We are the clay, you are the potter; we are all the work of your hand. ~Isaiah 64:8

Tuesday, February 5, 2008

Our Disciplines of Lent

There are three areas of discipline we will be engaging in this Lent: prayer, fasting, and almsgiving.

Now, you say, shouldn't you be doing those ALL year? Well, yes. But Lent offers us a time to re-double our efforts...to go a bit beyond our normal practices...to perhaps recommit to those disciplines we may have recently let slide...or to begin something new.


Prayer
We want to foster family prayer beyond our usual meal grace and nighttime parent-child prayers, so we have decided to begin family prayer times twice a day: morning and evening. Now, we know we won't manage to get both in every day, but we've set that as the goal for Lent.

The key here is to keep this short and sweet. Literally: Short. Sweet.

We have a family altar set up in our study which serves as a nice gathering point. A bible, cross and Christ Candle are on display with a ribbon corresponding to the church season color wrapped around the base of the candle and cross. (One child is my designated candle lighter and one is my snuffer. They love these "jobs"!)

We gather, light the Christ Candle, and read prayers from the The Anglican Family Prayer Bookfor Morning Prayer and Evening Prayer. We also do the weekly prayer cycle (a different prayer focus for each day) in the morning. In the evening, we offer up personal prayer needs.

For Lent, we will add:

  • On Ash Wednesday, this book has a gentle explanation of the meaning of the ashes and a lovely prayer derived from the Book of Common Prayer.
  • On Fridays, we will close our evening with the Lenten Litany from the above book.

  • For Good Friday, I'm considering hosting a Stations of the Cross for children.

Personally, I'd like to recommit to mid-day prayer for myself using my Anglican Rosary. Dear Neighbor has loaned me her copy of Praying With Beads: Daily Prayers for the Christian Year, which I enjoyed using during Epiphany and will continue for Lent during my mid-day prayer time. I guess I need to purchase my own copy, though!

Each week, I will present a new christian symbol to display on the family altar. These are lovely woodcut-style designs from a great resource:Rings, Kings And Butterflies: Lessons on Christian Symbols for Children. The author offers a symbol each week to correspond with the liturgical year (and the Lectionary) with some background information, activities, and further bible reading.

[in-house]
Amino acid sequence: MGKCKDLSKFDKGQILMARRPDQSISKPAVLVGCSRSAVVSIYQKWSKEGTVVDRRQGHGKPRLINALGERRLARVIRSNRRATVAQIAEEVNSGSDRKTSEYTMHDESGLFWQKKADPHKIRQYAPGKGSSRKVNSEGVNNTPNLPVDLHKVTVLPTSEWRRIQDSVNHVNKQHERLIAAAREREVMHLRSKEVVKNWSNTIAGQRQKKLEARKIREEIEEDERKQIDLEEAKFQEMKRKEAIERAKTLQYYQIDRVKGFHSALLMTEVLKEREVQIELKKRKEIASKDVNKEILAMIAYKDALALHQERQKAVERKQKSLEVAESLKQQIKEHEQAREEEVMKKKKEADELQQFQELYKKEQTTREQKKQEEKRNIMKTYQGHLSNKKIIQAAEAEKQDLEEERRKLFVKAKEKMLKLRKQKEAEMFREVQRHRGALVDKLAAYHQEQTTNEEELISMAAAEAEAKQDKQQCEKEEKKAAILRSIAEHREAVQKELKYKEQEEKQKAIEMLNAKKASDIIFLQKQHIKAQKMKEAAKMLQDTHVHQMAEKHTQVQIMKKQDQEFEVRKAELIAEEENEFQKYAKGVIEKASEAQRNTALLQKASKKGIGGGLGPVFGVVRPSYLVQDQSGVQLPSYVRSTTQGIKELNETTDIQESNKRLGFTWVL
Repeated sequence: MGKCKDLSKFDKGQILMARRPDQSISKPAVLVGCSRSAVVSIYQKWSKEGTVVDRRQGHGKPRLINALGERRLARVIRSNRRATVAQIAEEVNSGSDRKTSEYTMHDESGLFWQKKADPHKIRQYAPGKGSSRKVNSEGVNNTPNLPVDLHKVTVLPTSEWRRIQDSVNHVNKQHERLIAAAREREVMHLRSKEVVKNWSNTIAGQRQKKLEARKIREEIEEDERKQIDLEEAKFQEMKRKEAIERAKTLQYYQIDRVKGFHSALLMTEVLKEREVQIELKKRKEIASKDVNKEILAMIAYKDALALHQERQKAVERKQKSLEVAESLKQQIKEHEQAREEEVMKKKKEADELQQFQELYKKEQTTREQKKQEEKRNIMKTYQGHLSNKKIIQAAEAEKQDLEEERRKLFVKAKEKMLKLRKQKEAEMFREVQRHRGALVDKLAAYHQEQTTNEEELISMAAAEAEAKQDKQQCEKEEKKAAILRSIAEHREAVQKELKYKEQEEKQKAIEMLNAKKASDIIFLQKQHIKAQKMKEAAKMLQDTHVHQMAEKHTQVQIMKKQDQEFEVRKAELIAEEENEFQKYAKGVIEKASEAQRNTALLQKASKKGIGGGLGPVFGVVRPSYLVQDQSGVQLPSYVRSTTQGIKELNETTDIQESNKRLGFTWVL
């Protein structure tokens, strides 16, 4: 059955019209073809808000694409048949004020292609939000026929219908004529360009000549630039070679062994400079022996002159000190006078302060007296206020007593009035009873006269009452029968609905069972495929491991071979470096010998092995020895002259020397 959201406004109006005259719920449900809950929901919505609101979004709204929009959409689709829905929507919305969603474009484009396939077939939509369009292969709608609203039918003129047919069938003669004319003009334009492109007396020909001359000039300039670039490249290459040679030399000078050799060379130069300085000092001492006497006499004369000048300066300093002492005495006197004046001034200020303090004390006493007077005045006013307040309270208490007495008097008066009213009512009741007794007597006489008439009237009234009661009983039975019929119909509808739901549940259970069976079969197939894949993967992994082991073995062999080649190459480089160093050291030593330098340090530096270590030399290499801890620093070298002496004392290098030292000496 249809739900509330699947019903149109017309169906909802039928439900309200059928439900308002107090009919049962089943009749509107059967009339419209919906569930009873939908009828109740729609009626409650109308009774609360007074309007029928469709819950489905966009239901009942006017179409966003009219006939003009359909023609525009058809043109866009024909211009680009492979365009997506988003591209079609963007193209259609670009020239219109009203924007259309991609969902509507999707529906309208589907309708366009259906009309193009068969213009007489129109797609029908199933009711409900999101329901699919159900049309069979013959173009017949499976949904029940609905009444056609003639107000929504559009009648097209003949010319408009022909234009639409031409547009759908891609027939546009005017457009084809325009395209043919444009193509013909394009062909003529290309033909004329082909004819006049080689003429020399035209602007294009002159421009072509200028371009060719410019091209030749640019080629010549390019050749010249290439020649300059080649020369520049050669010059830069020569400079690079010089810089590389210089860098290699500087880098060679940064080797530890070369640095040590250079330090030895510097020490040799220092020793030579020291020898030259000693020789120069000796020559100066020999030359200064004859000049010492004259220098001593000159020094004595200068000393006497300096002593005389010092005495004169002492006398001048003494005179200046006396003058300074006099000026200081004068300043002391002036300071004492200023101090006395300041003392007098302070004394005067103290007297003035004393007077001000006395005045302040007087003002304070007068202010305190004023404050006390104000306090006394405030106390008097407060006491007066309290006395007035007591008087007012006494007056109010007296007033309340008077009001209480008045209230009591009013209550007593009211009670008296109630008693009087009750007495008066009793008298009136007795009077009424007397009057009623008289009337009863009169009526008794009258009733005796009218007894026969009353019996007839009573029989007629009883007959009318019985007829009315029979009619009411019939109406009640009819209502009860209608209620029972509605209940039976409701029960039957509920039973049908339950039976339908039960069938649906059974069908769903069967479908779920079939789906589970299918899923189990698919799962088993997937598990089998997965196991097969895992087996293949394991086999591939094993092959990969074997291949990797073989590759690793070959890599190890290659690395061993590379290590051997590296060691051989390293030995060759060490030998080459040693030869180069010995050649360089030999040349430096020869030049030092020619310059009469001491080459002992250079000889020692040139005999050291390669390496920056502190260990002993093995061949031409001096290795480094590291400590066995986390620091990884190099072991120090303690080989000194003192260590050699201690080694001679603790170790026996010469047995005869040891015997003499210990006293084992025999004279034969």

Fasting
As a family we will enter into "fasting" on Fridays by forgoing our usual Pizza Night and instead having a simple bread and soup meal. I like the idea of finding a way to fast as a family rather than only as individuals. We've never done this before, and I think it will be an encouraging time for us all.

In the book A Continual Feast: A Cookbook to Celebrate the Joys of Family and Faith Throughout the Christian Year, the author explains the historical approach to lenten fasting which "has involved two things... : a reduction in the amount of food eaten...and a change in diet." Modern Roman Catholics refrain only from meat, while Eastern Orthodox Christians have a much more austere fast during Lent (often no meat, dairy, fish, wine, or olive oil on most days of Lent). The point of any fasting is not to do "good works" to their own end, but to offer these self-denials as sacrifices to God.

If you desire to eat more simply, A Continual Feast has many great recipes (not only for Lent, but for the WHOLE church year). Here are some examples of traditional lenten fare the author suggests: Italian Pasta e Fagioli (pasta and bean soup), French Onion Soup (made with vegetable stock), Rumanian Lenten Eggplant, Medieval Lenten Salmon Tart, Pretzels, Greek Palm Sunday Fish, and Rosemary Buns.

My own fasting will involve a few areas: skipping a favorite treat (Starbucks), a focused fast on Fridays (beyond what we do as a family), and giving up my late-night hours.


Almsgiving
Often you hear, "donate the money you save through fasting or simple meals to charity", but I find it hard to figure out the actual difference in cost - beyond a "guess". I think I really have to stick with giving a predetermined amount of money from something not purchased. Since we will not be purchasing pizza dough each week, we'll put money into our alms box. My Starbucks money will also go there.

I'd also like to find a way for the kids to earn some money to contribute to the alms box. If you have any ideas, please share!

This year our alms will go to help a special orphanage-support mission in China. They are working over time right now trying to help provide necessities to the orphanages hardest hit by the recent severe winter weather there. Some of these orphanages are in usually temperate areas and have no heat, so they are unprepared for the snow and ice. The orphanage where Dear Neighbor's new daughter lived in one of these orphanages. Here is a recent report from that orphanage:

Chenzhou CWI, Hunan – still facing the most difficulties of the orphanages we’ve reached. They’ve had no electricity or running water for 8 days and there is almost no possibility that power will be restored before New Year’s Eve (the 6th of February.) Because of the blackout, the hospital is closed. 20 children are ill and being cared for by institution staff as well as they can. The banks are closed so staff is contributing personal funds to buy food, coal and diapers. Prices are skyrocketing as all roads to Chenzhou remain impassable.


Please consider giving! (see the red button on the link page)

Read the rest of the series.

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